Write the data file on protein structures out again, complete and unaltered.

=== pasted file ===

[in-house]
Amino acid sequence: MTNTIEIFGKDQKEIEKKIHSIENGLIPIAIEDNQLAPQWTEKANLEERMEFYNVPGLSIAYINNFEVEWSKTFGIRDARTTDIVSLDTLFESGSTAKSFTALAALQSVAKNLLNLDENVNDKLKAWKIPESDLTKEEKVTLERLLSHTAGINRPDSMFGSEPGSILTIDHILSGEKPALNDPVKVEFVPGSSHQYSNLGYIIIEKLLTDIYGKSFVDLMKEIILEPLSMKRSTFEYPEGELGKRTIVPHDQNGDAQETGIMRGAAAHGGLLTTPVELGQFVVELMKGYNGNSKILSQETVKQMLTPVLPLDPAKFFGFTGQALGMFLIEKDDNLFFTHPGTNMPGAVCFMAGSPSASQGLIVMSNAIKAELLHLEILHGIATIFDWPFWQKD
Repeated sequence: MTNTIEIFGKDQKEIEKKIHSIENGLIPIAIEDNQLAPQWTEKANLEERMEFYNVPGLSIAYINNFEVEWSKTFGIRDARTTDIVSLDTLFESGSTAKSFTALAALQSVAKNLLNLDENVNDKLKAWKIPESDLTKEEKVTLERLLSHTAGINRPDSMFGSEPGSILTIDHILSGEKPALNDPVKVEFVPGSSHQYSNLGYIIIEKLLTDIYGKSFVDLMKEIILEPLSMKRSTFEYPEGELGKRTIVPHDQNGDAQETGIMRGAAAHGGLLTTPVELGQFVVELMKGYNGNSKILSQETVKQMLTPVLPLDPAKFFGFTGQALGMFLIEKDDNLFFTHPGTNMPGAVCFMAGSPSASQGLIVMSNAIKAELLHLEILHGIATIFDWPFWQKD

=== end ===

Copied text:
[in-house]
Amino acid sequence: MTNTIEIFGKDQKEIEKKIHSIENGLIPIAIEDNQLAPQWTEKANLEERMEFYNVPGLSIAYINNFEVEWSKTFGIRDARTTDIVSLDTLFESGSTAKSFTALAALQSVAKNLLNLDENVNDKLKAWKIPESDLTKEEKVTLERLLSHTAGINRPDSMFGSEPGSILTIDHILSGEKPALNDPVKVEFVPGSSHQYSNLGYIIIEKLLTDIYGKSFVDLMKEIILEPLSMKRSTFEYPEGELGKRTIVPHDQNGDAQETGIMRGAAAHGGLLTTPVELGQFVVELMKGYNGNSKILSQETVKQMLTPVLPLDPAKFFGFTGQALGMFLIEKDDNLFFTHPGTNMPGAVCFMAGSPSASQGLIVMSNAIKAELLHLEILHGIATIFDWPFWQKD
Repeated sequence: MTNTIEIFGKDQKEIEKKIHSIENGLIPIAIEDNQLAPQWTEKANLEERMEFYNVPGLSIAYINNFEVEWSKTFGIRDARTTDIVSLDTLFESGSTAKSFTALAALQSVAKNLLNLDENVNDKLKAWKIPESDLTKEEKVTLERLLSHTAGINRPDSMFGSEPGSILTIDHILSGEKPALNDPVKVEFVPGSSHQYSNLGYIIIEKLLTDIYGKSFVDLMKEIILEPLSMKRSTFEYPEGELGKRTIVPHDQNGDAQETGIMRGAAAHGGLLTTPVELGQFVVELMKGYNGNSKILSQETVKQMLTPVLPLDPAKFFGFTGQALGMFLIEKDDNLFFTHPGTNMPGAVCFMAGSPSASQGLIVMSNAIKAELLHLEILHGIATIFDWPFWQKD